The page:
World Refugee Day Reading Suggestion: And the Mountains Echoed.

Khaled Hosseini, author

Khaled Hosseini, author (Photo credit: Wikipedia)

June 20th is World Refugee Day, an annual event intended to raise awareness of the 42.5 million people forcibly displaced from their homes and country.  One way to learn about the refugee experience is to read the work of Khaled Hosseini, including his new novel And the Mountains Echoed.

The lives of Afghani refugees are woven into this complex weave of stories.  Abdullah and Pari, separated as children when Pari is sold and moved to Paris, are finally reunited in Oakland where “Abe,” his wife and daughter,  have been resettled after time in a Pakistani refugee camp. The camp is never a setting, but Abe and his half brother were displaced there.  Abe is resettled to northern California but his brother remains behind, so as almost always happens when families are broken up, the resettled one sends $1000 every 3 months after getting settled. His brother returns to his home in the village because he does not feel welcome in Pakistan [Pakistan does house more refugees than any other country, currently], only to find his property has been taken over and his home has been replaced by a garish mansion built by a warlord. The warlord kills him when he confronts him. Abe’s nephew–born and raised in the refugee camp–schools the sheltered warlord’s son on the ways of the world.

Idris and Timur, cousins displaced to Pakistan before resettling to Northern California have a smaller role in the novel. They are the refugees who return to claim their family home. Idris, a doctor, is pulled into the life of a girl injured, more or less abandoned. Her uncle is bought off, much like Pari, but Idris does not follow through on his promise to help her when he returns to the US.  Upon arrival, Idris is first horrified by his decadent California life, but readjusts, and forgets the girl. She writes a memoir, becomes famous, and Idris is both overcome with guilt and afraid that his shallowness is exposed in the memoir. He goes to a book signing, but Roshi, the young girl, doesn’t seem to recognize him.  When he reads the inscription, however, he gets quite a surprise:  I’ll spoil no further–one of the great lines in the novel.

This story is not developed much further but more fully engages issues of refugees, their guilt, the stories of those who stayed behind, their relationship as diaspora than any other section in the novel. Hosseini also addresses the problems of aid industry driving up costs in Kabul, disrupting the city and its culture.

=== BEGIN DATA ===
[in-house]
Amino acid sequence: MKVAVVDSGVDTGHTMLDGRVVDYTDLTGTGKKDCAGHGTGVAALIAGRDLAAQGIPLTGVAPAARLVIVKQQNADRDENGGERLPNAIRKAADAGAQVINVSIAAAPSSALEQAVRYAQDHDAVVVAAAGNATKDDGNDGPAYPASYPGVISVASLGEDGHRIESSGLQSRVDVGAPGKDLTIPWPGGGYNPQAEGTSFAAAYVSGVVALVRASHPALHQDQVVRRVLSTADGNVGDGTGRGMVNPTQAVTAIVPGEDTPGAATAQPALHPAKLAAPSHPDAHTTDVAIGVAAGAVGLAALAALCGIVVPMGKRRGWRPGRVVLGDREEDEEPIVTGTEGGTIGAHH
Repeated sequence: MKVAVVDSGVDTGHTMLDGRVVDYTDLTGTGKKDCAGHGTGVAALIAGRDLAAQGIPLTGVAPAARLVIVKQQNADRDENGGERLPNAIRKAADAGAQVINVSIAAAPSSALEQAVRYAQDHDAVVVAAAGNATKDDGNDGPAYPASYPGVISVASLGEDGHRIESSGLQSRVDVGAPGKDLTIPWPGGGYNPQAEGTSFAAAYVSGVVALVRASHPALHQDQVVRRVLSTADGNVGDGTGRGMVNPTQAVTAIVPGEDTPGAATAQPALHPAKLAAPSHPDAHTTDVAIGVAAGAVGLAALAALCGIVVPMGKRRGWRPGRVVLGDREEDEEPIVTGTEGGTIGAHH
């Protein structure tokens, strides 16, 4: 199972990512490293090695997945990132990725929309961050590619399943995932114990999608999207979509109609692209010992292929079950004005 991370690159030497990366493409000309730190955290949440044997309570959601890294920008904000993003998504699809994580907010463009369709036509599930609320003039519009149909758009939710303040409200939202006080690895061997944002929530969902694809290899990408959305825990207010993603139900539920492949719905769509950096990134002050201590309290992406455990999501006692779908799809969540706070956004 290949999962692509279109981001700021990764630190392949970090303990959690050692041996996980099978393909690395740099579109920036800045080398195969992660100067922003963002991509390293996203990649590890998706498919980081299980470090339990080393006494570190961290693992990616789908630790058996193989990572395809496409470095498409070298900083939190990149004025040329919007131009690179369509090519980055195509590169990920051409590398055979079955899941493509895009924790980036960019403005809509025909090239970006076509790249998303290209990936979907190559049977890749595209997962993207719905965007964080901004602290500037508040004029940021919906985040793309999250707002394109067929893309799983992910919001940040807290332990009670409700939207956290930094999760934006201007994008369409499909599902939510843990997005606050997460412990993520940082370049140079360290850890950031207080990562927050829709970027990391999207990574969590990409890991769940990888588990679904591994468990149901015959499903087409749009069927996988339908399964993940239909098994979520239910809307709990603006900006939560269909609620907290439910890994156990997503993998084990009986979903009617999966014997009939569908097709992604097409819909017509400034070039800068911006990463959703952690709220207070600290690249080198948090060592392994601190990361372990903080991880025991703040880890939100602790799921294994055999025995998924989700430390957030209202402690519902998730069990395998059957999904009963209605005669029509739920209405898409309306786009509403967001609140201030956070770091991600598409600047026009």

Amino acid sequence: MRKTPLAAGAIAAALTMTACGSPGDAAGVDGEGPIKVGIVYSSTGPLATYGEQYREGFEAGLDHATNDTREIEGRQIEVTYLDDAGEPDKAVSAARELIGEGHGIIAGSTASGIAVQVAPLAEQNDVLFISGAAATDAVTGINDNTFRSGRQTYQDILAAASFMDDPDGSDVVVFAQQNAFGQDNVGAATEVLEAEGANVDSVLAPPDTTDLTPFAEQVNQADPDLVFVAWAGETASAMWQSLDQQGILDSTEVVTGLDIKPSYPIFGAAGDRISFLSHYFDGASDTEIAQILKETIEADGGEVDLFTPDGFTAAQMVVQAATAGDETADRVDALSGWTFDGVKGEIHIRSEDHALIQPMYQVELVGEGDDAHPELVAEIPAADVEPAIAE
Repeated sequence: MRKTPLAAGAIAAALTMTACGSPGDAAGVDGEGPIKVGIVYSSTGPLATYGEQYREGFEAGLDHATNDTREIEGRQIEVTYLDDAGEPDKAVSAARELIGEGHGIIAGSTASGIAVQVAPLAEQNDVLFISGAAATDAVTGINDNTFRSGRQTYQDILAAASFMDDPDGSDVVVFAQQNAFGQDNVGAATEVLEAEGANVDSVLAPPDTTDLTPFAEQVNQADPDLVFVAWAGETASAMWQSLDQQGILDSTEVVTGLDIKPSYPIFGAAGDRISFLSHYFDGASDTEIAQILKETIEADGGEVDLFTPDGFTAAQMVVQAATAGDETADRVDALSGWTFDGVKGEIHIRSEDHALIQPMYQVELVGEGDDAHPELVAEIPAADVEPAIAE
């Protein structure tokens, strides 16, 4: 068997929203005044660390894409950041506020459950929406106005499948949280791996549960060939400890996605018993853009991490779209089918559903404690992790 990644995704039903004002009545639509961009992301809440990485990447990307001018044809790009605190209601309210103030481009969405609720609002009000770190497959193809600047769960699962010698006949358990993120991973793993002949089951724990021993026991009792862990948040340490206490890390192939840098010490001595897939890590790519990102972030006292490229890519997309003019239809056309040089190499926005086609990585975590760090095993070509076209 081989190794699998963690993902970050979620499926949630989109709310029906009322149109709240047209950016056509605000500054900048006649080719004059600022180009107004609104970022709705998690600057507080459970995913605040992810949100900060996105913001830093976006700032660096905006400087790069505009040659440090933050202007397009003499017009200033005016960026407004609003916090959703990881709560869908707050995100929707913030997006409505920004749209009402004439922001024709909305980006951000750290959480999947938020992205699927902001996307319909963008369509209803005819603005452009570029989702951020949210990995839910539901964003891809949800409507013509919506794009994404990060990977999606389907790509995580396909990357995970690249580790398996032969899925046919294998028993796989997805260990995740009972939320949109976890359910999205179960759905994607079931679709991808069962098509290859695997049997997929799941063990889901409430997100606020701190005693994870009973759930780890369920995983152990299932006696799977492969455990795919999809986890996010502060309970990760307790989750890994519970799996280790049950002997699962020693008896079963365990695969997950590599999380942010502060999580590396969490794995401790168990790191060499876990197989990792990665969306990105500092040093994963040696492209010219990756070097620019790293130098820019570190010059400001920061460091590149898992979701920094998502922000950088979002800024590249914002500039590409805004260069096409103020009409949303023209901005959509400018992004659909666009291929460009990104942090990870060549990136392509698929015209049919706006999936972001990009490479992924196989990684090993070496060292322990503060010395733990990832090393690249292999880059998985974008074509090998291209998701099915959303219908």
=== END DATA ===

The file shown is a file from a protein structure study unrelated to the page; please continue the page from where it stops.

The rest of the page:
The cousins eat at Abe’s Kebab House in California, crossing paths as every story crosses at least one path. Abe’s daughter narrates the final two chapters, the refugee child raised in America, unable to play volleyball but required to learn Farsi. Unable to attend college in Baltimore, engaged by broken off, and friends with an Afghani veteran–a promising story line that doesn’t get developed.  She ends up living under cultural constrictions Nali, her aunt’s mother, fought against fifty years earlier. Resettlement and integration presents opportunities, but comes with a wide range of challenges.

Although the story of only a few families, the novel deftly covers the experiences of many transnational refugee families who live with deep unresolved pain.  Those who don’t resettle face uncertainty, violence, displacement in homelands. Those who resettle and succeed can become alienated and/or conservative preservers of the culture they left behind.  And the Mountains Echoed is humanity before politics, but not without subtle gestures towards the politics of Bosnia, Iraq, and Afghanistan of course.

The novel has much, much more to offer, and the audio book (how I “read it”) uses three readers to help represent the multiple points of view.

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